Origin of inconvenient
Synonyms for inconvenient
Examples from the Web for inconveniently
Contemporary Examples of inconveniently
Inconveniently, if Yingluck stepped down and called fresh elections tomorrow, she— and Pheu Thai—would win again.Anti-Thaksin Protesters Are Thailand’s Tea Partiers
December 3, 2013
Inconveniently for Romney, some of those former employees have told their stories to the American people.Paul Begala on Mitt Romney’s Epic Fail in His GOP Convention Speech
August 31, 2012
This, inconveniently, makes it hard to campaign on Labour's record.Brits Get Ready to Rumble
April 5, 2010
With Osama bin Laden inconveniently dead, the party out of power needs someone to fulminate against.The Hypocritical War on 'Illegals'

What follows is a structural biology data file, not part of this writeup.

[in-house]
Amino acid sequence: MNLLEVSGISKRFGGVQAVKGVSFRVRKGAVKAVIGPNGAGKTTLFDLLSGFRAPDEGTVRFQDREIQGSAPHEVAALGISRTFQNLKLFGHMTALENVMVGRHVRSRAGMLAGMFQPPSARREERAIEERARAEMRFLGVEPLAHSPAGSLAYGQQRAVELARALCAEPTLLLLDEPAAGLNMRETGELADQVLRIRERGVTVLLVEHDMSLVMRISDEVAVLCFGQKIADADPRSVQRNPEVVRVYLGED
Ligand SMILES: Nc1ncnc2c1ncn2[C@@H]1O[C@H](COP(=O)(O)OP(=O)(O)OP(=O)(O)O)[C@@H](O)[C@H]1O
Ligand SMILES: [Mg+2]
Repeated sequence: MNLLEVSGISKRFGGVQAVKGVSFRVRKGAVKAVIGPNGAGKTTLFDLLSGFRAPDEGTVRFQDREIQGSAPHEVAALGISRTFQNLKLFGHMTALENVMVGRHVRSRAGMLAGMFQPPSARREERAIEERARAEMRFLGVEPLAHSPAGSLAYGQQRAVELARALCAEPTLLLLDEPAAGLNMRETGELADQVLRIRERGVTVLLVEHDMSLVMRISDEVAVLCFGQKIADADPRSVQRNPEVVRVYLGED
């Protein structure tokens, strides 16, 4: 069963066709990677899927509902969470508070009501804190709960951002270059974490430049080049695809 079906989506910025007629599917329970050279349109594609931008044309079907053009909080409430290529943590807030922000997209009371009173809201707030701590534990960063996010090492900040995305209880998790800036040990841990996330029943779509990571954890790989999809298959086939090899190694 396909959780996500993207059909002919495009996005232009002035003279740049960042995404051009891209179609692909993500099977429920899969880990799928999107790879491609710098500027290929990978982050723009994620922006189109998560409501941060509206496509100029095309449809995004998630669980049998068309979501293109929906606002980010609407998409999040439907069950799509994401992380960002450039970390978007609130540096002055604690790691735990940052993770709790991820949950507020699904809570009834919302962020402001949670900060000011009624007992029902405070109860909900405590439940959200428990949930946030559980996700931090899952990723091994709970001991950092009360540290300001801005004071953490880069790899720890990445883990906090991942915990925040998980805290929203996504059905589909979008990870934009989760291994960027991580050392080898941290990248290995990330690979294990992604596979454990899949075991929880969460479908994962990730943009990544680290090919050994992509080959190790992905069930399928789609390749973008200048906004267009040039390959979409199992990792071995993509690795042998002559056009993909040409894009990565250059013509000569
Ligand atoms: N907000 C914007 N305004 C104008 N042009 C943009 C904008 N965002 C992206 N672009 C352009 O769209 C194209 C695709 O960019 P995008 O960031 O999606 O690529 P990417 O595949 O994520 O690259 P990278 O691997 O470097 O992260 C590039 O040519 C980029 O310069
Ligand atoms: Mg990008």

October 29, 2011
Historical Examples of inconveniently
He was inconveniently poor, he was ill, and he was in exile.Peak and Prairie
But at least she could take a few in her pocket, though it was inconveniently small.Susan
I think that I drop in upon you as inconveniently as possible, do I not?Charles Baudelaire, His Life
Why was that scherzo on the music-desk, and why do its leaves turn so inconveniently?
Does it inconveniently happen that you find you're in love with her yourself?The Sacred Fount
late 14c., "injurious, dangerous," from Old French inconvénient (13c.), from Latin inconvenientem (nominative inconveniens) "unsuitable, not accordant, dissimilar," from in- "not, opposite of" (see in- (1)) + convenientem (see convenient). In early 15c., "inappropriate, unbecoming, unnatural;" also, of an accused person, "unlikely as a culprit, innocent." Sense of "troublesome, awkward" first recorded 1650s.